The respondent relies upon this latter provision to sustain her contention that she is entitled to payment of compensation for 300 weeks,-the contention being that the respondent has sustained a permanent loss of the use of the hand, and also a disfigurement of the same member, and that the incapacity from each being concurrent, and the disfigurement award being the greater, she is entitled to compensation for 300 weeks. With this contention we cannot agree.
It is well settled that for the loss of an arm below the elbow the injured workman is compensated as for the loss of a hand. Lumbermen’s Reciprocal Association v. Pollard, Tex.Com.App., 10 S.W.2d 982. In the Rodriguez case, the permanent injuries sustained by the workman comprised one burn, beginning a few inches below the elbow, and extending down to and along the wrist. In the Pollard case, the workman’s sole injury was below the elbow. The court in that case held that the injury was but one, and that to the hand. It was further held that such an injury could not be divided inot two units.
In the case of State ex rel. Kennedy v. District Court of Clay County, 129 Minn. 91, 151 N.W. 530, 531, the Supreme Court of Minnesota, in discussing an attempt to divide an injury to the hand into two units, one to the hand and one to the arm, stated:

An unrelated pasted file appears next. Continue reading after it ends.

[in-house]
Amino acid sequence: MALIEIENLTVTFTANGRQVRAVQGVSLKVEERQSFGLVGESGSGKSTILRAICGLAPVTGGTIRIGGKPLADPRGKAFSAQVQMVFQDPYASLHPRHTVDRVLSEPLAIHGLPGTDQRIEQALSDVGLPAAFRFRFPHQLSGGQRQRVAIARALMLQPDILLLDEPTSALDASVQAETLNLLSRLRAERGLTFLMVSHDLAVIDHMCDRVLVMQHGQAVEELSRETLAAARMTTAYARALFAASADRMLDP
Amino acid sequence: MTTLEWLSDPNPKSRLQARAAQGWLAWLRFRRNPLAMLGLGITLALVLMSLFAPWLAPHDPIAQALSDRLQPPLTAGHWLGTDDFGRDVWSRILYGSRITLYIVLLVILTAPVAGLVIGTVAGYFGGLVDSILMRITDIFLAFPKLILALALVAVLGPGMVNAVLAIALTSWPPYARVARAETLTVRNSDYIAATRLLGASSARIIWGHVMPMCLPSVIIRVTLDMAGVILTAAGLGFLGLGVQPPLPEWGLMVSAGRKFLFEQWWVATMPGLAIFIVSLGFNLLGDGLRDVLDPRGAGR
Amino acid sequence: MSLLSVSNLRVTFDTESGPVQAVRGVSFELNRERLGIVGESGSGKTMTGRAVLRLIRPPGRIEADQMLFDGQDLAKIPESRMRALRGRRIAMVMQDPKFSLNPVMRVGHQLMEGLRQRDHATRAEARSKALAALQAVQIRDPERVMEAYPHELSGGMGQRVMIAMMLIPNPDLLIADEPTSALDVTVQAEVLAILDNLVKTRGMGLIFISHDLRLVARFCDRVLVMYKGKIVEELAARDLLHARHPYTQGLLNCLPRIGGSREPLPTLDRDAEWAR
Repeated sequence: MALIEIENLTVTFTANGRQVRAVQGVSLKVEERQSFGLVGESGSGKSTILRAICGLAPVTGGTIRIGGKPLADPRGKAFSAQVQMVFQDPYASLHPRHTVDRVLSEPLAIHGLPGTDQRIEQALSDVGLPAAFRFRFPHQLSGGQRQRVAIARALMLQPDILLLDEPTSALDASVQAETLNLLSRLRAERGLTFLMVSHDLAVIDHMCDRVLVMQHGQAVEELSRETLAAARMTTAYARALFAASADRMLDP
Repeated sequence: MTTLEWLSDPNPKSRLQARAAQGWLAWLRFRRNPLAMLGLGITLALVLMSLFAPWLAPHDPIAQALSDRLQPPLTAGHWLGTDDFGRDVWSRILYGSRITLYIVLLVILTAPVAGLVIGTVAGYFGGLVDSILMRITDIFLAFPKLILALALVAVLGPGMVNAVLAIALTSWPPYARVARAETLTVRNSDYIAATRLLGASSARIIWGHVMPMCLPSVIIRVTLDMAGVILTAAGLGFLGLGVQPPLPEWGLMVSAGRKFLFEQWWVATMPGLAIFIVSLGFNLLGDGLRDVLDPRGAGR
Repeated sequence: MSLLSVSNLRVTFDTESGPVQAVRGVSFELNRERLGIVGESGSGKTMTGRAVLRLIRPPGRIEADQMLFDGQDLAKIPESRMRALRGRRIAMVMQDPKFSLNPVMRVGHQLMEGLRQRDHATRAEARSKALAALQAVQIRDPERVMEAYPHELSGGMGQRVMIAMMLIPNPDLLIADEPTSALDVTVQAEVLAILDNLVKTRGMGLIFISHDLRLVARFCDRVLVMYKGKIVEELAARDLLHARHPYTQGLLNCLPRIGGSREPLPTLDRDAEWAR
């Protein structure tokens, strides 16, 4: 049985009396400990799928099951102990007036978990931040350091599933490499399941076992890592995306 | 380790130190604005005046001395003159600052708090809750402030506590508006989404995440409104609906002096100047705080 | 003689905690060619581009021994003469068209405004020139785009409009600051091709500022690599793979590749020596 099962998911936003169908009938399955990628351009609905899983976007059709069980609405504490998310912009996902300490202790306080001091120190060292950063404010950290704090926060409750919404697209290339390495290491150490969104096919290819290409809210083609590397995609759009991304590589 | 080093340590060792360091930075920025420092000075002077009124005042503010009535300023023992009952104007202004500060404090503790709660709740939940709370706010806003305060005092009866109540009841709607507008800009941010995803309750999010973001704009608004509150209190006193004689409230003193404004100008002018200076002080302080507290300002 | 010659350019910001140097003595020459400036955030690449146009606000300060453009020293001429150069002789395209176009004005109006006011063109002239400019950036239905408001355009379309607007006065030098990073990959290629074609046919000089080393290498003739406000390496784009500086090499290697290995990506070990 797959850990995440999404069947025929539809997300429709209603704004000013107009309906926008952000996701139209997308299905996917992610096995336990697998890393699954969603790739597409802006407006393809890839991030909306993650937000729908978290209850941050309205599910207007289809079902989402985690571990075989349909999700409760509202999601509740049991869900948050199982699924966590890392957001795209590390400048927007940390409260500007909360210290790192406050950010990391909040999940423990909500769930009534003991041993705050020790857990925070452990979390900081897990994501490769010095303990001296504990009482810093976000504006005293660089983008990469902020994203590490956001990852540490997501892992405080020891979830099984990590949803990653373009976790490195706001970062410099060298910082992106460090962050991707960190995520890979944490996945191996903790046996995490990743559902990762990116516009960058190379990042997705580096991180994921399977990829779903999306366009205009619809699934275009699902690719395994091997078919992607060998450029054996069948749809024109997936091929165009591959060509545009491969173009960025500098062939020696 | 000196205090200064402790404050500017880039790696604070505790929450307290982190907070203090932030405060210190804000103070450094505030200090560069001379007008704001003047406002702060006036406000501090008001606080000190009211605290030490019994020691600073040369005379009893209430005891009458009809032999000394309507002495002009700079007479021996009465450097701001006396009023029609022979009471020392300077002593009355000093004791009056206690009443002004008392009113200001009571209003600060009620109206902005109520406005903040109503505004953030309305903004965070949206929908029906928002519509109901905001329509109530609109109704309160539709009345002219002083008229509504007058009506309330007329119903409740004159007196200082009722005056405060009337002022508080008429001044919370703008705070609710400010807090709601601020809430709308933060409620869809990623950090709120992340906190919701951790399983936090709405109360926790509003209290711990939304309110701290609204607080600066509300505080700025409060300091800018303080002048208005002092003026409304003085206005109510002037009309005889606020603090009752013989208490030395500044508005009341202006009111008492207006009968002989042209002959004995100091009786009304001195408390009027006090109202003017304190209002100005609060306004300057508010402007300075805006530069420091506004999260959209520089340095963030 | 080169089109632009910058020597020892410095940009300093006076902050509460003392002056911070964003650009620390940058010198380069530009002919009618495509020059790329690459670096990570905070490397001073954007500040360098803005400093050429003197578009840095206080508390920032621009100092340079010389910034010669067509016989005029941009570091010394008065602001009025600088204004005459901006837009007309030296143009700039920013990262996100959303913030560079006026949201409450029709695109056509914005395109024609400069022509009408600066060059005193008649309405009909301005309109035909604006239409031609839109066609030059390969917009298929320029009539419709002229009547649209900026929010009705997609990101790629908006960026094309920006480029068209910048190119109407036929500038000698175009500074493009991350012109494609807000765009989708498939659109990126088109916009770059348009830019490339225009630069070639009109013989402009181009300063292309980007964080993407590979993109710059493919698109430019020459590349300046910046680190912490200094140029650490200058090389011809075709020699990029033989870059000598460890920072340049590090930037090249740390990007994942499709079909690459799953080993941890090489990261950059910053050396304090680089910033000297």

‘We think the trouble arises largely, if not wholly, with the attempt of the trial court to separate the injuries into two units: Those to the hand, and those to the arm. * * * If there were no injuries except to the hand and forearm, we think the court should have awarded compensation based upon a percentage of total disability to the hand. If there were permanent injuries to the arm above the elbow, the court should not have attempted to separate these injuries from those to the hand, but should have found the percentage of total disability to the arm as a whole, and should have awarded compensation accordingly. If the division of the arm into two units for the purpose of fixing compensation under the act is proper, there would be no reason for *446 saying that the thumb, the different fingers, phalanges of the thumb and of each finger, might each be considered as a separate unit and the compensation allowed for these injuries added together and added to the compensation allowed for the loss of a hand or arm. This was plainly not the intent of the law. There should be **160 but one unit for measuring the injury and the compensation to be awarded.’